From the author of "Physics for Game Developers," comes a new, non-threatening introduction to the complex subject of game programming.
About the Author
David Bourg is a Naval Architect involved in various military and commercial proposal, design, and construction efforts. Since 1998, David has served as an independent consultant working for various regional clients engaged in both commercial and military shipbuilding where he provides design and analysis services including but not limited to concept design, proposal writing, detailed design and analysis, visualization, and software development among other services. He coordinated and led the winning design and proposal effort for the US Coast Guard Point Class (patrol boat) Replacement Program. In 2006, David joined fellow Naval Architect Kenneth Humphreys to form MiNO Marine, LLC, a naval architecture and marine professional services firm.
In addition to Physics for Game Developers, David has published two other books. He earned a PhD in Engineering and Applied Science in 2008 from the University of New Orleans. He has served as an Adjunct Professor at the University of New Orleans School of Naval Architecture and Marine Engineering, where he has taught various courses since 1993.
Glenn Seemann is a veteran game programmer with over a dozen games to his credit, for Mac and Windows systems. He's a co-founder with David Bourg of Crescent Vision Interactive, a game development company specializing in cross-platform games.
Table of Contents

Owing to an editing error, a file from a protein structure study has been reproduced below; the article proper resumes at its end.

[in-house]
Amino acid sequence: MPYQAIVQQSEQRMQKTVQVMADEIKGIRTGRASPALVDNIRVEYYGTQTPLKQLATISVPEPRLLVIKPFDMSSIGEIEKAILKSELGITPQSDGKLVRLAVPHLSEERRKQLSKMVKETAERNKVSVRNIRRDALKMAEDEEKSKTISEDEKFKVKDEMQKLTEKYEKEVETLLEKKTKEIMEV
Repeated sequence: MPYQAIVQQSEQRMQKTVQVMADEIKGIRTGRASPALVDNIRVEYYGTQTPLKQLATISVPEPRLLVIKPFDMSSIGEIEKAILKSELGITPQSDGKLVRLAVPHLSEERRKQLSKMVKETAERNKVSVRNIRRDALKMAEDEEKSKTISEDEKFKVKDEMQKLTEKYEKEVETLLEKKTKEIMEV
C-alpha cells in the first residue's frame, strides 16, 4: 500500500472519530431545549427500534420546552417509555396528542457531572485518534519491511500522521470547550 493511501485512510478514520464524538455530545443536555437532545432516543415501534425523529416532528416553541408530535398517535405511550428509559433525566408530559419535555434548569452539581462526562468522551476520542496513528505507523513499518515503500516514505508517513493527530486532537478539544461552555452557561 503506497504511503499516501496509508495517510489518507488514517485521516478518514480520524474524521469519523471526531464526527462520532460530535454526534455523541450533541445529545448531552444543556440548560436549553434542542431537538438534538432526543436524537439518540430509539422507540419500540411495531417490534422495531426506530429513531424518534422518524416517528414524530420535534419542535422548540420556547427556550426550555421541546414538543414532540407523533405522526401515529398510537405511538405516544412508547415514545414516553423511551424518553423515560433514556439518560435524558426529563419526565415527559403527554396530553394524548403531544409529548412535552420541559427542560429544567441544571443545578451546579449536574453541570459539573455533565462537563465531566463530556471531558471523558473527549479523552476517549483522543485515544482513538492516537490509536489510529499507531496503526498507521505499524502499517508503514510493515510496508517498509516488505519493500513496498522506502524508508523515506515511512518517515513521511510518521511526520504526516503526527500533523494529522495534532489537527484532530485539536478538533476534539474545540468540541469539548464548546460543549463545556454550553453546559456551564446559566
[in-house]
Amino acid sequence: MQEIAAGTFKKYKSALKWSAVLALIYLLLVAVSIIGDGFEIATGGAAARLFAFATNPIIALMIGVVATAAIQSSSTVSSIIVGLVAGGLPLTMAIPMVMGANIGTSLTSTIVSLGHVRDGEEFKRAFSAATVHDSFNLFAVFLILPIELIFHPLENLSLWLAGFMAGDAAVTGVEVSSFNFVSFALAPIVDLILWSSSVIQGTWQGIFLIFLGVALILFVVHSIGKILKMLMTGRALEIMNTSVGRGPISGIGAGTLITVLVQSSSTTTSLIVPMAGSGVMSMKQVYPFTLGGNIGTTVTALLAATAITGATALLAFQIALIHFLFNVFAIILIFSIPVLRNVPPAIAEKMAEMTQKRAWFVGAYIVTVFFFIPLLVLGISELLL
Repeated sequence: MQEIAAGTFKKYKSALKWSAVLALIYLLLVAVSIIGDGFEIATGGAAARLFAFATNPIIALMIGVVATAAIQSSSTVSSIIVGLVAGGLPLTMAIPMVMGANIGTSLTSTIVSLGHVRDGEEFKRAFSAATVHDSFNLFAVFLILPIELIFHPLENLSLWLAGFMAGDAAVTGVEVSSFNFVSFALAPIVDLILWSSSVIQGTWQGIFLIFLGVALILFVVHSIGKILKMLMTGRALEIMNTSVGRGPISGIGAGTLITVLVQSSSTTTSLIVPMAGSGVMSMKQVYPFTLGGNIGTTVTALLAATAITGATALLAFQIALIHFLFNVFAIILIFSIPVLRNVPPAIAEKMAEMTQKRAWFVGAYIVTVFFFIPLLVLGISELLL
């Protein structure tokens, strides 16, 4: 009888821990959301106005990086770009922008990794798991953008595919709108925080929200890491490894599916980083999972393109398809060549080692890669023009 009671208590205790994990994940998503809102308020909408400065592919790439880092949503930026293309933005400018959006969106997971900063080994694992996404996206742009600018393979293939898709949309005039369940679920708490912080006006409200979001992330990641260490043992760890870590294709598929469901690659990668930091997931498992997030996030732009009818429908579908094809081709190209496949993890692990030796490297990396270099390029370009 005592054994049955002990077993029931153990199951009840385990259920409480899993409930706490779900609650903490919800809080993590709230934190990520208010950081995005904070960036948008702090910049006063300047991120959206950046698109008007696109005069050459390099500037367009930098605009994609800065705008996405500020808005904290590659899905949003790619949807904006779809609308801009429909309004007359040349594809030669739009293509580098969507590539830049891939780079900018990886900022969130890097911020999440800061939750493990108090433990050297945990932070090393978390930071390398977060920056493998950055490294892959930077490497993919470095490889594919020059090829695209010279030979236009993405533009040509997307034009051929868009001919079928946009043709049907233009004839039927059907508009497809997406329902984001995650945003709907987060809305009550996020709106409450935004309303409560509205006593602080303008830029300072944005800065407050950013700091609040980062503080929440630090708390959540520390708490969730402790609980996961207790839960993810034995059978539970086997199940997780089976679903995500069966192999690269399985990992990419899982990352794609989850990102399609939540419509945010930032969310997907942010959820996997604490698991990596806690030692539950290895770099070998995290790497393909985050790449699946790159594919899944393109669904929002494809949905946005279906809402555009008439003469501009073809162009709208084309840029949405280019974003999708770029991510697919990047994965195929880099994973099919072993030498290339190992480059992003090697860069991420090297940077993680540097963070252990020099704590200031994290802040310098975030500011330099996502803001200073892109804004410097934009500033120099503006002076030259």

Preface; Assumptions This Book Makes; About This Book; Conventions Used in This Book; Additional Resources; Using Code Examples; How to Contact Us; Acknowledgments; Chapter 1: Introduction to Game AI; 1.1 Deterministic Versus Nondeterministic AI; 1.2 Established Game AI; 1.3 The Future of Game AI; Chapter 2: Chasing and Evading; 2.1 Basic Chasing and Evading; 2.2 Line-of-Sight Chasing; 2.3 Line-of-Sight Chasing in Tiled Environments; 2.4 Line-of-Sight Chasing in Continuous Environments; 2.5 Intercepting; Chapter 3: Pattern Movement; 3.1 Standard Algorithm; 3.2 Pattern Movement in Tiled Environments; 3.3 Pattern Movement in Physically Simulated Environments; Chapter 4: Flocking; 4.1 Classic Flocking; 4.2 Flocking Example; 4.3 Obstacle Avoidance; 4.4 Follow the Leader; Chapter 5: Potential Function-Based Movement; 5.1 How Can You Use Potential Functions for Game AI?; 5.2 Chasing/Evading; 5.3 Obstacle Avoidance; 5.4 Swarming; 5.5 Optimization Suggestions; Chapter 6: Basic Pathfinding and Waypoints; 6.1 Basic Pathfinding; 6.2 Breadcrumb Pathfinding; 6.3 Path Following; 6.4 Wall Tracing; 6.5 Waypoint Navigation; Chapter 7: A∗ Pathfinding; 7.1 Defining the Search Area; 7.2 Starting the Search; 7.3 Scoring; 7.4 Finding a Dead End; 7.5 Terrain Cost; 7.6 Influence Mapping; 7.7 Further Information; Chapter 8: Scripted AI and Scripting Engines; 8.1 Scripting Techniques; 8.2 Scripting Opponent Attributes; 8.3 Basic Script Parsing; 8.4 Scripting Opponent Behavior; 8.5 Scripting Verbal Interaction; 8.6 Scripting Events; 8.7 Further Information; Chapter 9: Finite State Machines; 9.1 Basic State Machine Model; 9.2 Finite State Machine Design; 9.3 Ant Example; 9.4 Further Information; Chapter 10: Fuzzy Logic; 10.1 How Can You Use Fuzzy Logic in Games?; 10.2 Fuzzy Logic Basics; 10.3 Control Example; 10.4 Threat Assessment Example; Chapter 11: Rule-Based AI; 11.1 Rule-Based System Basics; 11.2 Fighting Game Strike Prediction; 11.3 Further Information; Chapter 12: Basic Probability; 12.1 How Do You Use Probability in Games?; 12.2 What is Probability?; 12.3 Probability Rules; 12.4 Conditional Probability; Chapter 13: Decisions Under Uncertainty--Bayesian Techniques; 13.1 What is a Bayesian Network?; 13.2 Trapped?; 13.3 Treasure?; 13.4 By Air or Land; 13.5 Kung Fu Fighting; 13.6 Further Information; Chapter 14: Neural Networks; 14.1 ; 14.2 Dissecting Neural Networks; 14.3 Training; 14.4 Neural Network Source Code; 14.5 Chasing and Evading with Brains; 14.6 Further Information; Chapter 15: Genetic Algorithms; 15.1 Evolutionary Process; 15.2 Evolving Plant Life; 15.3 Genetics in Game Development; 15.4 Further Information; Vector Operations; Vector Class; Magnitude; Vector Functions and Operators; Colophon;